Next, Taking Back Sunday covers two songs from iconic punk band Descendents: “Suburban Home” and “I Like Food.” The original version is a straightforward fast-paced punk song, and while Taking Back Sunday keep the spirit of the original, it does feel a bit too polished. The inclusion of the 17-second “I Like Food” also feels too out of place and a bit too jarring of a transition. I assume this is done because many of the songs are under three minutes, and an album under 30 minutes probably didn’t seem kosher to the record label.

Track 3 is the rather famous My Chemical Romance covering Misfits’ “Astro Zombies.” While I tend to know MCR more as a joke thanks to their emo-rock anthem “I’m Not Okay (I Promise),” their cover of “Astro Zombies” is surprisingly alright, even if it ends up sounding more in line with their other work.

We follow that up with the mostly forgotten band Emanuel covering The Stooges’ “Search & Destroy.” Iggy Pop’s band has to be considered one of the classics of the punk genre, and thus covering this song has to be a huge undertaking. Emanuel’s cover turns out to be in line with a lot of 2000s-era pop-punk, which means this is an alright version, but under no circumstance does it eclipse the original.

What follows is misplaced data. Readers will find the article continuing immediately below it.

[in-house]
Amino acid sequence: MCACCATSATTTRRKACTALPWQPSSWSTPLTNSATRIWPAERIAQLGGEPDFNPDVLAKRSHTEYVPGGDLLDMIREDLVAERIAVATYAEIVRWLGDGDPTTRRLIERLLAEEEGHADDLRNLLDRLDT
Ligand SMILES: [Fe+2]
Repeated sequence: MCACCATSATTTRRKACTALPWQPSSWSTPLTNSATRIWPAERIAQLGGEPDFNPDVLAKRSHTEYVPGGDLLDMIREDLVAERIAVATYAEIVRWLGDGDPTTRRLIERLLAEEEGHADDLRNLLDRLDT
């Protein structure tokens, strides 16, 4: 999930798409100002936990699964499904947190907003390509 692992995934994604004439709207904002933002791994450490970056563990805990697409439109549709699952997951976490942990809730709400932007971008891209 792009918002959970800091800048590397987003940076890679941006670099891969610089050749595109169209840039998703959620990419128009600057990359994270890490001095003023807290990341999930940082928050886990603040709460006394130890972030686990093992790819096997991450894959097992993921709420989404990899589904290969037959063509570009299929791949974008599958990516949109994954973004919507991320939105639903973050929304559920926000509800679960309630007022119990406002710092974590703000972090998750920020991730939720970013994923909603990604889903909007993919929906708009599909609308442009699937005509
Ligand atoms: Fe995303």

Listening to this album has made me really appreciate classic punk despite being not being really familiar with it. This is more apparent when I listened to Saves the Day try to cover Dead Boys’ “Sonic Reducer.” “Sonic Reducer” is definitively late ’70s punk. It’s what punk sounds like to a person like me who’s not familiar with the genre. Thus to hear Saves the Day give it a boring mid-2000s kind of sound is rather unfortunate, as it loses the more grungy sound of the Dead Boys original.